WHAT ARE THE WARNING SIGNS OF STRESS?
Chronic stress can wear down the body’s natural defenses, leading to a variety of physical symptoms, including the following:
Dizziness or a general feeling of “being out of it.”
General aches and pains.
Grinding teeth, clenched jaw.
Indigestion or acid reflux symptoms.
Increase in or loss of appetite.
Muscle tension in neck, face or shoulders.
Cold and sweaty palms.
Weight gain or loss.
Upset stomach, diarrhea.
How we react to a difficult situation will affect how stress affects us and our health. A person who feels they do not have enough resources to cope will be more likely to have a stronger reaction, and one that can trigger health problems. Stressors affect individuals in different ways.
Some experiences that are generally considered positive can lead to stress, such as having a baby, going on a trip, moving to a nicer house, and being promoted.
This is because they often involve a major change, extra effort, new responsibilities, and a need for adaptation. They are also steps into the unknown. The person wonders if they will cope.
A persistently negative response to challenges can have a detrimental effect on health and happiness. However, being aware of how you react to stressors can help reduce the negative feelings and effects of stress, and to manage it more effectively.
WHEN TO SEEK HELP.
If you’re not sure if stress is the cause or if you’ve taken steps to control your stress but your symptoms continue, see your doctor. Your healthcare provider may want to check for other potential causes. Or consider seeing a professional counselor or therapist, who can help you identify sources of your stress and learn new coping tools.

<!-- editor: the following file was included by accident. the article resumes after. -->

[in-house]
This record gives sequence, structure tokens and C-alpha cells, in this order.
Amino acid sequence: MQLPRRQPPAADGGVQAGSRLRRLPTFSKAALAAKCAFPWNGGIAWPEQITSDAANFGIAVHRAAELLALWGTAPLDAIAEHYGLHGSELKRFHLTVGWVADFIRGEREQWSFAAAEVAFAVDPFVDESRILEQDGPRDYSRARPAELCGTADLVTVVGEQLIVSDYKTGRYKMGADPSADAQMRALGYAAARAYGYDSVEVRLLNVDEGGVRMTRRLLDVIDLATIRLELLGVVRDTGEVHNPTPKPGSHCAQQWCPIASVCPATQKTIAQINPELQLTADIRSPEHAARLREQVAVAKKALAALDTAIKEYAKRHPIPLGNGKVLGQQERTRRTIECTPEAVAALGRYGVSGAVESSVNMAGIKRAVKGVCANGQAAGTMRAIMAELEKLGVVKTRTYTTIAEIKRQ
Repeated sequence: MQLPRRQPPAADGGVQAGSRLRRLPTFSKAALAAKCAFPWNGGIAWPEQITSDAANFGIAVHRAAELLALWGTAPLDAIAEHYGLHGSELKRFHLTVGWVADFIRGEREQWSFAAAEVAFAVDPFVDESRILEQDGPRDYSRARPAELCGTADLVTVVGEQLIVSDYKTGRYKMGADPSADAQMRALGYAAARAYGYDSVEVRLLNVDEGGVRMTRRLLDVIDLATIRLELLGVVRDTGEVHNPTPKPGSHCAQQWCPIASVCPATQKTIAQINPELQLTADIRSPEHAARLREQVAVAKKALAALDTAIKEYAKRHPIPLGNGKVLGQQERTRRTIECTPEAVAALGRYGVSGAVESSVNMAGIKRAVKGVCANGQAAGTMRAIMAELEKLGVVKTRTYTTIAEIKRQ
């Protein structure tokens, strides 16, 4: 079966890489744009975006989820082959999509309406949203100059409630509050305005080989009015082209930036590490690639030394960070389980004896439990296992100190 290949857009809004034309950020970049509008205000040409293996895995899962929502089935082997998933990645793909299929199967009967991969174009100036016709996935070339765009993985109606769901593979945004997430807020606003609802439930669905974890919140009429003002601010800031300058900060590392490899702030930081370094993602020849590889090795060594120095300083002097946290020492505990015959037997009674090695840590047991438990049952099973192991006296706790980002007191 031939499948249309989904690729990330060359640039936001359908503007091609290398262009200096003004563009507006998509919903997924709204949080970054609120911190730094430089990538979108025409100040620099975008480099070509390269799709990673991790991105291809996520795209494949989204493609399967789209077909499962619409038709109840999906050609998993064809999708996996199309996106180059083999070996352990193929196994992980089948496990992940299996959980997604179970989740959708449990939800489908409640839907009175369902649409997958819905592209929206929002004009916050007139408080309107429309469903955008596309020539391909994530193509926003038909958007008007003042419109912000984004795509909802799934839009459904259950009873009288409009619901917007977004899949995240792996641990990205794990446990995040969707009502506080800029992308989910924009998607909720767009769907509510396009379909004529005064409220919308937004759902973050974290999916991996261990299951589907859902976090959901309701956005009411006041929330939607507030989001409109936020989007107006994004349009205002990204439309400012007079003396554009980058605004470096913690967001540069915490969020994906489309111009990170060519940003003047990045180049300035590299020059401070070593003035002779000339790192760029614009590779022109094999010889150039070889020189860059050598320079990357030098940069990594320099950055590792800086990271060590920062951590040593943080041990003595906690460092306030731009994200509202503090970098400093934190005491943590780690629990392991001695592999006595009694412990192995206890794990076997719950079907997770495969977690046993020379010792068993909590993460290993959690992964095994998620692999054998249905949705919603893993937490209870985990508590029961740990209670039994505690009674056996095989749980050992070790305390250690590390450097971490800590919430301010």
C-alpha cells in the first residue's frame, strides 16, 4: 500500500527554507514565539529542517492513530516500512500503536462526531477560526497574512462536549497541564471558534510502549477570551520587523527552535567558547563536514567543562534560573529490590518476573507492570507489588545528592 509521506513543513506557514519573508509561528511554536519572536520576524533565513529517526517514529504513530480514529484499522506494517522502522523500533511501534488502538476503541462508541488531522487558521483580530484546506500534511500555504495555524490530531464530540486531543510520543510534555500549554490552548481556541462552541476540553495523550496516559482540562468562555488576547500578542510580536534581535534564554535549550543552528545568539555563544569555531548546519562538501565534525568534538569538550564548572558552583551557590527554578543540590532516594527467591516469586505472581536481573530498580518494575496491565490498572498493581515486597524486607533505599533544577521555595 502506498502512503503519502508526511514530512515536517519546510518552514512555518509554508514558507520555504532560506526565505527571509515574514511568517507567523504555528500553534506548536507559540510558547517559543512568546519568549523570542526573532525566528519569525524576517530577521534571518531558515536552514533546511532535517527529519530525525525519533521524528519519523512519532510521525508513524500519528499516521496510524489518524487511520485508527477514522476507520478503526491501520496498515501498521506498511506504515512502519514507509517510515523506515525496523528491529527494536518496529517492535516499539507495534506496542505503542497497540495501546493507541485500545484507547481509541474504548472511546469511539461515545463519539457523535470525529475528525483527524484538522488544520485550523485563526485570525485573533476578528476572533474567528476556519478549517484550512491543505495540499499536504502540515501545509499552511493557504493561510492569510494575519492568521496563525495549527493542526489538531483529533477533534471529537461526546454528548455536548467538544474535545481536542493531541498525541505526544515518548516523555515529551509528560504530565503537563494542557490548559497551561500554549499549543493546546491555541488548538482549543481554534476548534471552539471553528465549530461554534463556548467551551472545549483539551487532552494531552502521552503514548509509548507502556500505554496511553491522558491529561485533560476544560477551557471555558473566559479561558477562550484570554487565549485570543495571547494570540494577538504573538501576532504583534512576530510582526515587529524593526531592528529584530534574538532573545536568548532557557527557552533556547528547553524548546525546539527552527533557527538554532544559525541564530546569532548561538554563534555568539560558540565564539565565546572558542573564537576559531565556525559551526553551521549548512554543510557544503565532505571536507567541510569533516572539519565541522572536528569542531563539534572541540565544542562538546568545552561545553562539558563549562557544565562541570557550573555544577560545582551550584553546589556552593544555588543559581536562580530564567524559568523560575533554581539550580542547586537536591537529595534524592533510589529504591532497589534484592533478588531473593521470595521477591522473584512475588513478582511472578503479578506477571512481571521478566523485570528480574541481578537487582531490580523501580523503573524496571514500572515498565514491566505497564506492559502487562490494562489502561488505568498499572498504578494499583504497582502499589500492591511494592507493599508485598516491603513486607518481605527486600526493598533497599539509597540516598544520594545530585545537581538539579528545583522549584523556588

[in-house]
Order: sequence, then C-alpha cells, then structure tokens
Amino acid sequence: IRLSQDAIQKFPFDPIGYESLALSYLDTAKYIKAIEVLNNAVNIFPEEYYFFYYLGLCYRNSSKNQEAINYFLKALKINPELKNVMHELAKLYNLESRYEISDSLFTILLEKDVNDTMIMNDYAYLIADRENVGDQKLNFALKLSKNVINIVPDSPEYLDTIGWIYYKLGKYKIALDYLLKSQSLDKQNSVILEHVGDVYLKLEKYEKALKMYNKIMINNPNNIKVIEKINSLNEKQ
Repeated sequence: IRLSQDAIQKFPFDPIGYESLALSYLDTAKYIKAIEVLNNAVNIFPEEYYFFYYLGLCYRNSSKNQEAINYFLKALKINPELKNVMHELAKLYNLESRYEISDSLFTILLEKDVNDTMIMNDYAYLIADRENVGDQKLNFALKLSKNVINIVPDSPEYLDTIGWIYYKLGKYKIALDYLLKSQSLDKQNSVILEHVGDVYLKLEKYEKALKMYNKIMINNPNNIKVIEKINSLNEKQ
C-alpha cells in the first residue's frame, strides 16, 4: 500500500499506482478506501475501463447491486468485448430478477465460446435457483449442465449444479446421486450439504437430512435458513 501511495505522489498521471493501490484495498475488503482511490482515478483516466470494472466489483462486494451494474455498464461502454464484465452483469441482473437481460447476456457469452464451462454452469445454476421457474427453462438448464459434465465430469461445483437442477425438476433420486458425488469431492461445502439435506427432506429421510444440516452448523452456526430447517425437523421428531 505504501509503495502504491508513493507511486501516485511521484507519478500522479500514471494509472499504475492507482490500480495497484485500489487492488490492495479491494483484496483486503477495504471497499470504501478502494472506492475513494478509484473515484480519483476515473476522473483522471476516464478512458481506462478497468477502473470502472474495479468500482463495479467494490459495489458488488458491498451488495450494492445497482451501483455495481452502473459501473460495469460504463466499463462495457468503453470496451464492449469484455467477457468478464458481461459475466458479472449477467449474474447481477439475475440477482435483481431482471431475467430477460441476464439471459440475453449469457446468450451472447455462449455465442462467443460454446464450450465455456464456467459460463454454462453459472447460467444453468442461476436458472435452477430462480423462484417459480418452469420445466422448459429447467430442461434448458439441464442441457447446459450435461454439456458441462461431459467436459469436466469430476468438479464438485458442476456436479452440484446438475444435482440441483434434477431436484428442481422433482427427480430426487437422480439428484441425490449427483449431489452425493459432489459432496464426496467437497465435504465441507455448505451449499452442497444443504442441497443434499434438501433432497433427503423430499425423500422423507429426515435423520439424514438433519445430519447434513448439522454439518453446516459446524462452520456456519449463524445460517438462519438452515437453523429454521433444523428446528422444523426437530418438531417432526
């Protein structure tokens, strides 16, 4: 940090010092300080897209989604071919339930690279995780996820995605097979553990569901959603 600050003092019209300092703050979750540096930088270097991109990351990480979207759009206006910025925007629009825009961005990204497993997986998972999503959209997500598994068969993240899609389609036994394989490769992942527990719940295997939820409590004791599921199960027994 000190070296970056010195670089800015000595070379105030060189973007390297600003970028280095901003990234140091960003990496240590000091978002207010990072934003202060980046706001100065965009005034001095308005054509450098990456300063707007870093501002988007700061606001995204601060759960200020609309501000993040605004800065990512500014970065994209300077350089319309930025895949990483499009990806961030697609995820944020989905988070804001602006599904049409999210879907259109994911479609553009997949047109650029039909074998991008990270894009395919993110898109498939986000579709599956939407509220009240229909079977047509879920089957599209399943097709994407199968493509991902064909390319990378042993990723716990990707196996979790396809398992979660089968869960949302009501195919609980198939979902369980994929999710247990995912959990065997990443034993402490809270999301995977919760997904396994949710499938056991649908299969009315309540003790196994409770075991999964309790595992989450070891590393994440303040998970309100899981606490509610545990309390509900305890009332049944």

Also, get emergency help immediately if you have chest pain, especially if you also have shortness of breath, jaw or back pain, pain radiating into your shoulder and arm, sweating, dizziness, or nausea. These may be warning signs of a heart attack and not simply stress symptoms.
ACT TO MANAGE STRESS
If you have stress symptoms, taking steps to manage your stress can have many health benefits. Explore stress management strategies, such as:
Getting regular physical activity
Practicing relaxation techniques, such as deep breathing, meditation, yoga, tai chi or massage
Keeping a sense of humor
Spending time with family and friends
Setting aside time for hobbies, such as reading a book or listening to music
Aim to find active ways to manage your stress. Inactive ways to manage stress — such as watching television, surfing the internet or playing video games — may seem relaxing, but they may increase your stress over the long term.
And be sure to get plenty of sleep and eat a healthy, balanced diet. Avoid tobacco use, excess caffeine and alcohol, and the use of illegal substances.
DO YOU KNOW THAT STRESS CAN LEAD TO STROKE
Stress hormones increase blood pressure, and when those hormones are around long-term, it can lead to high blood pressure, the leading cause of stroke. These stress hormones are also known to lead to diabetes, atherosclerosis, and heart disease – which are all stroke risk factors.
There is an evident association between both acute and chronic emotional stress and risk of stroke.